2020/04/13 IT & Cyber-Security Solutions 947 visit(s)
Besides the “It won’t happen to me” misconception when it comes to ransomware, there are actually a number of false concepts that we often hear from time to time. Today’s blog aims to help protect both your network and data by debunking 5 ransomware myths, namely:
Although this could be a true statement for many individuals and small businesses, it’s important to know that the objective of most ransomware attacks is not to steal your data, but to collect a ransom (fee) in return for decrypting your data and returning your computer or network back to normal operation. Therefore, it does not matter if your data has no value to anyone on an open market. If it has value to you, it can be a target.
Something as simple as your family events album, or a personal project you’ve been working on for years can be a valuable target if its loss means more to you than the cost of paying the ransom demand. A very important protection from this type of attack is to back up your important files on a regular basis. Also, be sure to back up to a drive that is not connected to your computer or network otherwise it is still at risk.
This is completely false because large companies aren’t the only victims of ransomware. the cyberspace is filled with crooks who can target any individual or company irrespective of the size and business vertical there are operating. Moreover, cyber criminals view SMBs as most lucrative targets as they are resource-limited and may not have a ransomware protection system in place. What’s disappointing is that over 60% of SMBs operating in the world are treating this myth as a fact and so are overseeing the deployment of ransomware protection schemes in their cloud or data center environments.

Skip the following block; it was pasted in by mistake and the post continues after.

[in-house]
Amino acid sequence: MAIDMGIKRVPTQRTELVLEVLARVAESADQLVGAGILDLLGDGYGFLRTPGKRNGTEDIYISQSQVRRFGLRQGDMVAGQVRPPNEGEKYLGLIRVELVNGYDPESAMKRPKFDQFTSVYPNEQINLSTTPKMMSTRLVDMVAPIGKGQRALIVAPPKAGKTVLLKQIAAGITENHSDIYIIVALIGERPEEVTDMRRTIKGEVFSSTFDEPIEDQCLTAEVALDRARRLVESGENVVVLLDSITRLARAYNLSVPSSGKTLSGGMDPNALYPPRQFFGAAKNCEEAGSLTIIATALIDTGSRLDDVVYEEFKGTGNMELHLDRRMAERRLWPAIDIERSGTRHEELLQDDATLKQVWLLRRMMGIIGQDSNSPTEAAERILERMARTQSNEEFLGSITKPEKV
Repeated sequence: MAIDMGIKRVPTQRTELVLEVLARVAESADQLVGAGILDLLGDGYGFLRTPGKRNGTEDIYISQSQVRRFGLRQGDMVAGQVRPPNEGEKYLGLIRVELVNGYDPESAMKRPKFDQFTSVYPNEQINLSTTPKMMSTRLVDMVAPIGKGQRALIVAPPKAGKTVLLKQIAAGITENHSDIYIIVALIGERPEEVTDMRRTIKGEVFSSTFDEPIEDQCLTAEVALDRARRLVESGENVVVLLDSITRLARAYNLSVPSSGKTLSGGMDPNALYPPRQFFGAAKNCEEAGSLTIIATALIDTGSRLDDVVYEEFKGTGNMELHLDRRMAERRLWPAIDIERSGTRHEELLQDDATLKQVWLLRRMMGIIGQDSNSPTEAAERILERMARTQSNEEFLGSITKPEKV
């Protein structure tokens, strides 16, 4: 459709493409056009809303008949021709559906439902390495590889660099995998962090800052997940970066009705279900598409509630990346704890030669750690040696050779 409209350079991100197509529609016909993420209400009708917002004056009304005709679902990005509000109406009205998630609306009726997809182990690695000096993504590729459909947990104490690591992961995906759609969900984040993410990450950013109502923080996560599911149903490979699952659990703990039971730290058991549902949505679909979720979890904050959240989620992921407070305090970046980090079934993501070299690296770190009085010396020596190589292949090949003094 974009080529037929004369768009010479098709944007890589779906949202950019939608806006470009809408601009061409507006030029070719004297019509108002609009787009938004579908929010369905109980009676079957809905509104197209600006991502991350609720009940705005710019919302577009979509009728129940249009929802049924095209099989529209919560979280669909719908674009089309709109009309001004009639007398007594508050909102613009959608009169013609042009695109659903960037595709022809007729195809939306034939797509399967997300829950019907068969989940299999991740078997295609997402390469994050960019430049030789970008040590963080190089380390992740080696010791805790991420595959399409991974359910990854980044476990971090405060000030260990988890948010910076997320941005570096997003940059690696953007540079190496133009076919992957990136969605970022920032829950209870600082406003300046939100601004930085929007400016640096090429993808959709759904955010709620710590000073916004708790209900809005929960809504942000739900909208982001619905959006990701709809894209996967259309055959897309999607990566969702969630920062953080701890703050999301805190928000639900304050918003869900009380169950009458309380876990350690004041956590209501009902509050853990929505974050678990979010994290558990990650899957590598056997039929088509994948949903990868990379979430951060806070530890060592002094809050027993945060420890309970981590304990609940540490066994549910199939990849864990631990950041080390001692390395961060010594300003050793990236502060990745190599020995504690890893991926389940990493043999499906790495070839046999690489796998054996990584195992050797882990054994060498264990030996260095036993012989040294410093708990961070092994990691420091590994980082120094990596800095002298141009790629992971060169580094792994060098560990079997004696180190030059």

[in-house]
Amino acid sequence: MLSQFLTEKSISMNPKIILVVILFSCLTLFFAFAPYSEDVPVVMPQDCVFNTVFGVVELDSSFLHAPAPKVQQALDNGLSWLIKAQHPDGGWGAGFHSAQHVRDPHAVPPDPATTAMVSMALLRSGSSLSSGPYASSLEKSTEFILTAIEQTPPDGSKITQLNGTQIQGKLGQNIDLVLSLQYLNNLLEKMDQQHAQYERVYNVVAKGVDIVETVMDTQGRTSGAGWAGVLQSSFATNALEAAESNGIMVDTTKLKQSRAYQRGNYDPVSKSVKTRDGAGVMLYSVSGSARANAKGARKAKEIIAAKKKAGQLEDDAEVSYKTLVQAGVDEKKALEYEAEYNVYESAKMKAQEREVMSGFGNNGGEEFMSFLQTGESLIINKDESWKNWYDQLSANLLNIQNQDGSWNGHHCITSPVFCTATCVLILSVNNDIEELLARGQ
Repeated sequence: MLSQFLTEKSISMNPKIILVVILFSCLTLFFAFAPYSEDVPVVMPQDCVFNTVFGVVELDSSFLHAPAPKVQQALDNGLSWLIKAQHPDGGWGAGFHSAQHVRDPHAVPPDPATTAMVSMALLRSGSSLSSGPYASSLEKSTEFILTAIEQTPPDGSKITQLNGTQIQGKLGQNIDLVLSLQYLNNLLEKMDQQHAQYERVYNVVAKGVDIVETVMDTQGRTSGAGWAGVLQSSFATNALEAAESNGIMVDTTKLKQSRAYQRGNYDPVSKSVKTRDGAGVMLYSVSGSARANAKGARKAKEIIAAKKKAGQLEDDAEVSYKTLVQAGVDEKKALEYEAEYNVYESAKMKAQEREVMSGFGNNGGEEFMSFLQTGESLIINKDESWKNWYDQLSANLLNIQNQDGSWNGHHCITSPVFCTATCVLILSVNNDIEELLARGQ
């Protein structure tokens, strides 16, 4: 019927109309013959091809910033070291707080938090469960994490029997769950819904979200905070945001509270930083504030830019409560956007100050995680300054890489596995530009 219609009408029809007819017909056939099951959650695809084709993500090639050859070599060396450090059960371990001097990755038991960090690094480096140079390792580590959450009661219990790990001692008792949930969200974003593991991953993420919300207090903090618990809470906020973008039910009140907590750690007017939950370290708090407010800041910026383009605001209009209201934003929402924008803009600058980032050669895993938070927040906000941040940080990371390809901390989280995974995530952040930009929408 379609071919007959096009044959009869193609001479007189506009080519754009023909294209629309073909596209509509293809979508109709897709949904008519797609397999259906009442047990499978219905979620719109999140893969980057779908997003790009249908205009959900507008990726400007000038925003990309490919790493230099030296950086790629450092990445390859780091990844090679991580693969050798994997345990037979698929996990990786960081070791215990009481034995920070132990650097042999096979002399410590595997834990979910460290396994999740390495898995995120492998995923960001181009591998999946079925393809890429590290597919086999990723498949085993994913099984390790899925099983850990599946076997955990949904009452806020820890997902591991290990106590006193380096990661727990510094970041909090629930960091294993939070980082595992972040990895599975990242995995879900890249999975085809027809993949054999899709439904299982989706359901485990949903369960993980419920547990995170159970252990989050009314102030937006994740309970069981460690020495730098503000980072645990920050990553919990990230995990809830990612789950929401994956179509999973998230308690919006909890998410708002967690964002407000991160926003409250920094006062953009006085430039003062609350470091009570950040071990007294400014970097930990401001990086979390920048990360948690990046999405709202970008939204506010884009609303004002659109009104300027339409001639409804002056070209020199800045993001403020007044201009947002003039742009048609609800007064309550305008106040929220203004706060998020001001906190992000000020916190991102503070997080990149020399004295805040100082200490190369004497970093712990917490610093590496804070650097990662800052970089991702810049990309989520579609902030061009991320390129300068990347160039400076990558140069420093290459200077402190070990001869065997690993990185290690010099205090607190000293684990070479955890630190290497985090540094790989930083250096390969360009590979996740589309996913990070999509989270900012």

Although ransomware typically involves desktop computers, that doesn’t mean mobile devices are safe from this all-too-common cyber threat. Mobile ransomware attacks increased by 33% in 2018 alone, and this kind of attacks works the same as desktop ransomware, with both types locking files and demanding payment. However, mobile ransomware is designed to bypass the default cybersecurity features of mobile operating systems, making them highly effective at targeting smartphones, tablets and other mobile devices.
The fact is that ransomware can hit a database from a variety of avenues and not all of these are covered by a firewall. Remember, cybercriminals are more sophisticated than you think and know the basic fact that firewalls will prevent threats in cyberspace to a certain level. What if they launch a phishing attack which goes undetected by the firewall…?
Thus, the threat landscape is evolving so quickly that sophisticated attacks such as zero-day attacks will surely come in your way. Hence, it is too easy for malicious actors to trespass on your network, especially when you are only deploying the basics related to cyber security.
Upon seeing a pop-up message demanding payment, you may feel compelled to pay the ransom to regain access to your locked files. After all, it’s easier to make a one-time payment than it is to try to remove the ransomware infection. The problem, however, is that paying the ransom doesn’t necessarily work. The hacker behind the attack may simply leave the ransomware in place, or he or she may demand a second or third payment.
After all, you should remember to not believe the myths and instead go with a proactive approach of “prevention is always better than cure”. If you need any help following this approach, reach out to Ctelecoms team. We have the expertise to help you effectively protect all your valuable assets, including data, systems, employees and business.